By Dani, Director at Afiya
“Okay. Someone is standing on the roof of your respite. It’s thunder and lightening, and they’re saying they want to kill themselves? What do you do?”
This sounds like a game of “What If” being played at a party, yeah? But, friends, I tell you, this was a real question from one of the last conferences where we presented on Afiya. For anyone who’s unfamiliar, Afiya is the first peer-run respite in Massachusetts and it is one of only about 18 in the country. It’s no surprise, then, that people are confused about how we do things. But, it’s not just confusion. I’ve come to realize there is actual defensiveness that arises at times when we talk about what we do at the house. If I’m wearing my activist hat, this can be supremely annoying. However, when looking through more compassionate eyes, I can see how what we’re doing rubs uncomfortably against some people’s commonly held beliefs about mental health and causes discomfort in those who have been doing things a certain way for many years in the field.
We definitely try to do things differently than traditional spaces might do, and it starts right from the first conversation. The person who wants to stay contacts us and that starts a dialogue (in person or by phone) focused on what’s happening for that person and how they’re imagining Afiya might be helpful. Once both those calling and working agree it seems like a good fit, someone is invited to stay. When they arrive to the house, we offer a cup of coffee, tea, food, etc., and show them the house, and their private room. We then ask that, some time in the next few hours, we sit down to fill out a few sheets of paper. And, it truly is just a few pieces of paper. Of those sheets, one asks what would be helpful to do during the stay at Afiya. Mind you, this is NOT to be confused with a goals sheet. Rather, what it’s getting at is understanding what someone believes will support them to move through their tough time. That looks wildly different for different people and there are no real wrong answers. For one person, it may be all about having peace and quiet and getting some much needed sleep, while for another, it may involve having safe space in which to explore frightening visions or voices. Yet another may have concrete tasks they want to accomplish in the outside world (setting up and getting to appointments, addressing housing issues, etc.). And so on. Regardless of the particular person’s focus, a belief in someone’s ability to know what will be most helpful in their lives and what will support them in moving through distress is a crucial part of what we do.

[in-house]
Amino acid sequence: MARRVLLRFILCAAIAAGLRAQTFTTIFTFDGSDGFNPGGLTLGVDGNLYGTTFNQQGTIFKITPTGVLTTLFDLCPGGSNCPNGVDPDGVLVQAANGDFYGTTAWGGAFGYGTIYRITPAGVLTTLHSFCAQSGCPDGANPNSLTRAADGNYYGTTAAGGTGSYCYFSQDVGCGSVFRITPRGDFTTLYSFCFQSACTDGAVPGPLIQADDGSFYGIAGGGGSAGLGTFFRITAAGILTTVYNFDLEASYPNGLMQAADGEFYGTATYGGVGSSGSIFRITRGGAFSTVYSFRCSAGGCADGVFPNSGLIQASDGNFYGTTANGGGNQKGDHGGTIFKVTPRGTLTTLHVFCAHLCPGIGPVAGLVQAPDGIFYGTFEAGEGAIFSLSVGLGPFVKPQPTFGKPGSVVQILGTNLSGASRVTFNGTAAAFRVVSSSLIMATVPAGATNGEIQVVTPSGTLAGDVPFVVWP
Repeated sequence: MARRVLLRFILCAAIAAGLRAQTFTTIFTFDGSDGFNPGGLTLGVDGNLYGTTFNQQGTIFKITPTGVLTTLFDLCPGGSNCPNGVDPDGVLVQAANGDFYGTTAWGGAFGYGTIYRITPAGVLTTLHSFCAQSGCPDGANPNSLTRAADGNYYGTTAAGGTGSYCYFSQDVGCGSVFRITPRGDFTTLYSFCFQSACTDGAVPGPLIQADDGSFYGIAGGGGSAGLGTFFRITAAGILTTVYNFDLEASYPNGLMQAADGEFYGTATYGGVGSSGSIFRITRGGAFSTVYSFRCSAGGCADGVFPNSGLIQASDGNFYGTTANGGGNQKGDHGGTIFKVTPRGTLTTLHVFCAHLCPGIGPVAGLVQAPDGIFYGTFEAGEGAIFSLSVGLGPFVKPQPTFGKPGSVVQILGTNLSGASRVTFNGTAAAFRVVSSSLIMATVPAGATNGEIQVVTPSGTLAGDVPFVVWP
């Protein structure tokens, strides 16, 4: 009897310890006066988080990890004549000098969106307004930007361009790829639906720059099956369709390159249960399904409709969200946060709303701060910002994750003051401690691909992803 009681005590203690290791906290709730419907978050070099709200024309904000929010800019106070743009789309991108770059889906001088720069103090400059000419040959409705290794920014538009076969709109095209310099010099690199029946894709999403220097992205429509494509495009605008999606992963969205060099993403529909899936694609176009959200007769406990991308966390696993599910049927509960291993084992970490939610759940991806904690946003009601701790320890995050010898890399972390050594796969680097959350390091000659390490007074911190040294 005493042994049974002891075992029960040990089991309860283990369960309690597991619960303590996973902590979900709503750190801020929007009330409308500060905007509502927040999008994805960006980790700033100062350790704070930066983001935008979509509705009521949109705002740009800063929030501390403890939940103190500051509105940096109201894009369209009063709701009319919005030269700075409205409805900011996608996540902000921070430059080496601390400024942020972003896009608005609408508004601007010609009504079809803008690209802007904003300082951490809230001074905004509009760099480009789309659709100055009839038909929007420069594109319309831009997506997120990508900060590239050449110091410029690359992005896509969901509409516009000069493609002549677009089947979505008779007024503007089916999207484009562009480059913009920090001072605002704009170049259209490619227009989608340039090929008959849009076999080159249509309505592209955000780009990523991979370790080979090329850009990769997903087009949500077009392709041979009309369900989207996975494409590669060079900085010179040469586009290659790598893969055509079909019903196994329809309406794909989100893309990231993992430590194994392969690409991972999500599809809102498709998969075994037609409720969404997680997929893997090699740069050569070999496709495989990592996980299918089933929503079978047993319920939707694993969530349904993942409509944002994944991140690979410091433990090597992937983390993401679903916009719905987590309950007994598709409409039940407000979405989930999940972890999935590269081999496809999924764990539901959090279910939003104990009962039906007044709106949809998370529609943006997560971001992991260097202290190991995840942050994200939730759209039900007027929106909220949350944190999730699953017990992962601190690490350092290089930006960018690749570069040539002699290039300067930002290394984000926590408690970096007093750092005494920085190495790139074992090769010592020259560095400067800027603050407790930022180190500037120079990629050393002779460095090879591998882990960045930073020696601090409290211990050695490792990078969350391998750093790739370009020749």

What ensues during the seven days that someone hangs out with us looks different from person to person, but the thread that is common throughout is the mutual support that’s offered. Everyone who works at the space (including all leadership) identifies as having some variety of ‘lived experience.’ And, varied experience it is! Some who work with us have been homeless, addicted to different substances, have withdrawn off of psych drugs, been mistreated by the mental health industry, experienced trauma, struggled with suicidal thoughts, and any number of other struggles life has to offer. This having “been there” seems to create more potential for a truly open and genuine dynamic to form between people staying and people working. In other words, if I’m full of shit, someone staying can tell me so, and if they’re full of shit, I can do the same (in words that will vary based on the relationship formed!). It’s a beautiful part of the peer-to-peer relationship – this authenticity. I would even say that it’s a necessary part of getting meaningful support from another human. We’re not doing each other any favors by hiding our truest selves. This willingness to be vulnerable with another human being takes so much courage and it is the essence of what it means to be a ‘peer.’